Case for Moroccan Sahara and the ICJ

5 The Case for Moroccan Sahara and the ICJ Because of Algeria’s objection to Moroccan reuniting with the Western Sahara, King Hassan II took the initiative to engage in a diplomatic mission and moved swiftly to prove to the world the Kingdom’s historical right.

Morocco, through the UN, sought an opinion from the ICJ and the authorities provided all documents confirming Moroccan sovereignty over the Southern Regions for centuries. There is ample evidence of the allegiance of the Sahraoui population to their respective sovereigns in Morocco and in their engagement with the rest of the Moroccan Liberation Army to free Sidi Ifni, Saguia el Hamra and Rio de Oro. These documents include the traditional Bay’a established first by the Awraba Amazigh Tribe to the Imam Idris I, who married Kenza, the daughter of the Awraba Prince. The mixed Amazigh-Arab dynasty ruled parts of the country from 788 to 985 sharing power with the Imazighen Lords of Morocco, one dealing with spiritual guidance on Chi’a principles, the other with temporal and military art with which to rule and conquer. So the Sahara is in fact the origin of the birth place of Morocco as a nation-state, whether dating back to Idris I and his Awraba Wife Kenza or Her son Idris II or grandson Mohammed who created, with the advice of his Amazigh grandmother, the first federal state system in the world dividing the kingdom into 12 regions and which King Mohammed VI revived in the local and regional elections of 2015, as set down by the 2011 Constitution. In addition and to complete el Bay’a, Friday prayers and religious ceremonies were also celebrated in the name of the Grand Imam the Sultan or the Commander of the Faithful. The Royal Mint produced coins of the sultans being represented on the coinage in Morocco and were circulated throughout the empire bearing the image of their Monarch. Morocco has always felt in its Sahara and the Sahara in its Morocco, or as Hassan Alaoui writes, «Ce n’est pas l’effet d’une vision ou d’une allégorie, mais le Maroc tire ses origines, dira-t-on, du Sahara parce que, des siècles durant, ces provinces ont constitué le prolongement de sa vocation africaine que le colonialisme a baptisé empire chérifien avant de le battre en brèche. L’anachronisme qu’a constitué l’occupation espagnole du Sahara n’avait d’égale qu’une volonté de maintenir cahin-caha un empire en Afrique pour faire contrepoids à la France, au Portugal et à l’Angleterre» . King Mohammed VI confirms this reality in the strongest terms in his speeches addressed particularly to the Algerians, the Polisario and their supporters when he said, “Morocco will remain in its Sahara, and the Sahara will remain part of Morocco, until the end of time.”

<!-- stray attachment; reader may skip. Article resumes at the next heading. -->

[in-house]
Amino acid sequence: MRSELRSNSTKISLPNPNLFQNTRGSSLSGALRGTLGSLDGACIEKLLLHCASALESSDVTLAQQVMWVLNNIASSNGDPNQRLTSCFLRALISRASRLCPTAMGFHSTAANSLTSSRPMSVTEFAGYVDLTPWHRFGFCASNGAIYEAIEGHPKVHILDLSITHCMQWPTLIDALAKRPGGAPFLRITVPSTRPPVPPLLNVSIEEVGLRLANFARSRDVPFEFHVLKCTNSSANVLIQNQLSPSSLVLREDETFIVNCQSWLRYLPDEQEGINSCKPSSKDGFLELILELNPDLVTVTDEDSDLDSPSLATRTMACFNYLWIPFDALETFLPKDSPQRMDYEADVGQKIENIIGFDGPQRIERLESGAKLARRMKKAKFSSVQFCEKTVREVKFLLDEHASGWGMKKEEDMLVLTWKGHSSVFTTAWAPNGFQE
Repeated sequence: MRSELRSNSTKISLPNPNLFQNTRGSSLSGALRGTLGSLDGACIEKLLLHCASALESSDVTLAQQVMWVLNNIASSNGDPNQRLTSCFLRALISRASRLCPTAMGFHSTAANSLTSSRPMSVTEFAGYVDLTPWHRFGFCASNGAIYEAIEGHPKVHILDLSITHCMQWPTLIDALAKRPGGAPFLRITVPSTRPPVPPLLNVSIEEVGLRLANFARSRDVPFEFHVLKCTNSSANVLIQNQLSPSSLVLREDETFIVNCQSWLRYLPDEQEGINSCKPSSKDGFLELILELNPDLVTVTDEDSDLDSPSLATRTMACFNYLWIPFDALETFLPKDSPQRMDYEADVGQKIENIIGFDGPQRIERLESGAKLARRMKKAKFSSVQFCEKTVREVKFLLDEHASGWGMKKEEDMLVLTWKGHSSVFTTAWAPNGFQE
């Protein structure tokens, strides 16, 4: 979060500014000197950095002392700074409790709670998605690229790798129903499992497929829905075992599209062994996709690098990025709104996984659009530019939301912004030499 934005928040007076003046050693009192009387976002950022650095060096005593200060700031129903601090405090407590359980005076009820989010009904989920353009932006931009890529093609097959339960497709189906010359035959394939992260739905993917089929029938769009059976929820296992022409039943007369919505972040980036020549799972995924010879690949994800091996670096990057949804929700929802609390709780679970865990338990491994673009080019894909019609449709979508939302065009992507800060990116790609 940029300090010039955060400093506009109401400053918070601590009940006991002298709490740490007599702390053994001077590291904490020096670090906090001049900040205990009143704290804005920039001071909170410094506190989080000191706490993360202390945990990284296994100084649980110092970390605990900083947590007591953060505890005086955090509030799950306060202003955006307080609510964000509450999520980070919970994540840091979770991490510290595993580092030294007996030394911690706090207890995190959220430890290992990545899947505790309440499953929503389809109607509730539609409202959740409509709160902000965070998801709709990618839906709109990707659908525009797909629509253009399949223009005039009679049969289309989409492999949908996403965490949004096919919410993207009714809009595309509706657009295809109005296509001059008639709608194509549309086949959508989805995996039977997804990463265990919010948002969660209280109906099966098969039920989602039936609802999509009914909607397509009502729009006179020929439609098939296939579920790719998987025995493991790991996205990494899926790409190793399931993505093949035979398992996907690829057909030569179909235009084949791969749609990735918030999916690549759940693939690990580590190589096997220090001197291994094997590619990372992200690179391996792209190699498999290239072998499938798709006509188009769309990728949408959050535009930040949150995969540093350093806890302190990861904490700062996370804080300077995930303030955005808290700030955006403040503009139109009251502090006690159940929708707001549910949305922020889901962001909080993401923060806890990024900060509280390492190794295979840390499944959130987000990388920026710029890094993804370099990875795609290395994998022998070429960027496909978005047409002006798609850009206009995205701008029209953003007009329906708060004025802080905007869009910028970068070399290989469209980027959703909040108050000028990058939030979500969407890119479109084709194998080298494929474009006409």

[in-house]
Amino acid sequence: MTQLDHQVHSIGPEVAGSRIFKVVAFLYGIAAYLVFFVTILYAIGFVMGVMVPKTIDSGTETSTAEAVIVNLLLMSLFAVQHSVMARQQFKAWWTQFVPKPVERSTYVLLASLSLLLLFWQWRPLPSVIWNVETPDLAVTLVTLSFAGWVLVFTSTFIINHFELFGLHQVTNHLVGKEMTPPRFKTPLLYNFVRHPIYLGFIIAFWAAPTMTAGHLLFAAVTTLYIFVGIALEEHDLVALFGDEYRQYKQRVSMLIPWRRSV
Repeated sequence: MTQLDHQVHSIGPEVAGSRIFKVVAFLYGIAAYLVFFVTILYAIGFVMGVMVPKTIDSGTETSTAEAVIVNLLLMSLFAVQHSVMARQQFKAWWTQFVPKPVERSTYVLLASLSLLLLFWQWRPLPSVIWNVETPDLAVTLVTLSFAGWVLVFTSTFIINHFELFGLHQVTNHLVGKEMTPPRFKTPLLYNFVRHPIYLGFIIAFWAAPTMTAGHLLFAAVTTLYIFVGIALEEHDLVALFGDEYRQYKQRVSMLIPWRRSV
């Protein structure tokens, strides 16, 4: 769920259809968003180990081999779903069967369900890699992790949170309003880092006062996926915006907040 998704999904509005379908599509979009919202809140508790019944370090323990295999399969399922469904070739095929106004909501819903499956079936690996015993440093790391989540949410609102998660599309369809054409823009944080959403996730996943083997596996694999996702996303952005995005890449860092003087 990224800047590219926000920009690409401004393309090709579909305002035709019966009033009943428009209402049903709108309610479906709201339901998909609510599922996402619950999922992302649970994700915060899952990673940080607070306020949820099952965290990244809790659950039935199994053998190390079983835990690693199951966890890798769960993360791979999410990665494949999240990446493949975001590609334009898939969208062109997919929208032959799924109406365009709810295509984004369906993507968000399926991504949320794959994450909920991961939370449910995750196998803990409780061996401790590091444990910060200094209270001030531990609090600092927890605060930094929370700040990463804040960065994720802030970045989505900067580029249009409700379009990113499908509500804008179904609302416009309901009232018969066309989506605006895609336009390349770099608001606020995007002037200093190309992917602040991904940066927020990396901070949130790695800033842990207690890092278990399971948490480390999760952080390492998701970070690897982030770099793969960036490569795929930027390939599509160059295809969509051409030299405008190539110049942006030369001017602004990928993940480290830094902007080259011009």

The unification of Morocco which ended the Arab Sunni Caliphate or Chi’a Imamate started in the Sahara when the Almoravid Sanhaja Imazighen chased out the Chi’a Arabs and created a Sunni-Maliki Moroccan Amazigh Empire that extended its rule to many regions of Africa and el Andalus, today’s Spain and the Zenata Almoravids consolidated their achievement when they succeeded them in the XIth century . Furthermore, under the first Alaoui reign of Moulay Ismail (14 April 1672 – 22 March 1727), the Moroccan empire remained strong in its Sahara and extended from the Moulouya River in the North East, and with the help of units from the Tekna Sahraoui tribal confederation of Lamta Sanhaja Amazigh reached Timbuctoo in Mali and Dakar in Senegal. Ever since this campaign, the black Africans integrated Moulay Ismail’s army and were selected to form the first Moroccan Royal Guards and still part of the Royal Palace today. In 1880, Hassan I ruled the empire from Tangier to Timbuktu, putting Western Sahara and Mauritania in the heart of his Empire, going further east to control all of the Algerian Sahara to the Sudanese Mali territories. His empire was under threat when European colonialism and the policy of divergence, started to take strong action against humanity starting with the various Berlin Conferences from 1881 to 1885, followed by 1906 Algeciras Conference which the later sealed the fate of an Independent Morocco turning it into a Protectorate Administration. This was reminiscent of the Entente Cordiale of 8 April 1904 which marked the end of the French-British conflicts that dates from at least Napoleon’s presence in Egypt. Its consequence resulted in the Pyke-Sykes Accords secretly signed on